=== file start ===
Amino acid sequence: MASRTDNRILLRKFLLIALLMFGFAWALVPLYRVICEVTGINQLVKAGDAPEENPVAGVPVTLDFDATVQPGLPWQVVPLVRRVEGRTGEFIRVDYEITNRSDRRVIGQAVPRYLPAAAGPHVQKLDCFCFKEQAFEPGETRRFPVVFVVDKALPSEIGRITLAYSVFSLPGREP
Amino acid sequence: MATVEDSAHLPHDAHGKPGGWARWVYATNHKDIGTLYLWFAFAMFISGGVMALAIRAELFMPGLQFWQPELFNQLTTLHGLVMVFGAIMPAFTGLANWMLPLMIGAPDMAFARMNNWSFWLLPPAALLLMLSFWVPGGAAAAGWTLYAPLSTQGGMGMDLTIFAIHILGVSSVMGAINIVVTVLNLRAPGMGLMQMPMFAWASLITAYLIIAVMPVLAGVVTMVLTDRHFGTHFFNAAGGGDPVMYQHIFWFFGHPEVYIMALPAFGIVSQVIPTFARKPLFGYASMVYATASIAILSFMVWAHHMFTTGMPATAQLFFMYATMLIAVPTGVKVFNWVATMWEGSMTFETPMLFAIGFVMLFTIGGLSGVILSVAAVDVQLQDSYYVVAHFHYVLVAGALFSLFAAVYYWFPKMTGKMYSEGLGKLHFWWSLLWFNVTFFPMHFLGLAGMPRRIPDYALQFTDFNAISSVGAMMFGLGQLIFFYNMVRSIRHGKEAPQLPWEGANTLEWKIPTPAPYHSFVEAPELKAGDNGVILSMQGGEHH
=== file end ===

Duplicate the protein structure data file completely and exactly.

Amino acid sequence: MASRTDNRILLRKFLLIALLMFGFAWALVPLYRVICEVTGINQLVKAGDAPEENPVAGVPVTLDFDATVQPGLPWQVVPLVRRVEGRTGEFIRVDYEITNRSDRRVIGQAVPRYLPAAAGPHVQKLDCFCFKEQAFEPGETRRFPVVFVVDKALPSEIGRITLAYSVFSLPGREP
Amino acid sequence: MATVEDSAHLPHDAHGKPGGWARWVYATNHKDIGTLYLWFAFAMFISGGVMALAIRAELFMPGLQFWQPELFNQLTTLHGLVMVFGAIMPAFTGLANWMLPLMIGAPDMAFARMNNWSFWLLPPAALLLMLSFWVPGGAAAAGWTLYAPLSTQGGMGMDLTIFAIHILGVSSVMGAINIVVTVLNLRAPGMGLMQMPMFAWASLITAYLIIAVMPVLAGVVTMVLTDRHFGTHFFNAAGGGDPVMYQHIFWFFGHPEVYIMALPAFGIVSQVIPTFARKPLFGYASMVYATASIAILSFMVWAHHMFTTGMPATAQLFFMYATMLIAVPTGVKVFNWVATMWEGSMTFETPMLFAIGFVMLFTIGGLSGVILSVAAVDVQLQDSYYVVAHFHYVLVAGALFSLFAAVYYWFPKMTGKMYSEGLGKLHFWWSLLWFNVTFFPMHFLGLAGMPRRIPDYALQFTDFNAISSVGAMMFGLGQLIFFYNMVRSIRHGKEAPQLPWEGANTLEWKIPTPAPYHSFVEAPELKAGDNGVILSMQGGEHH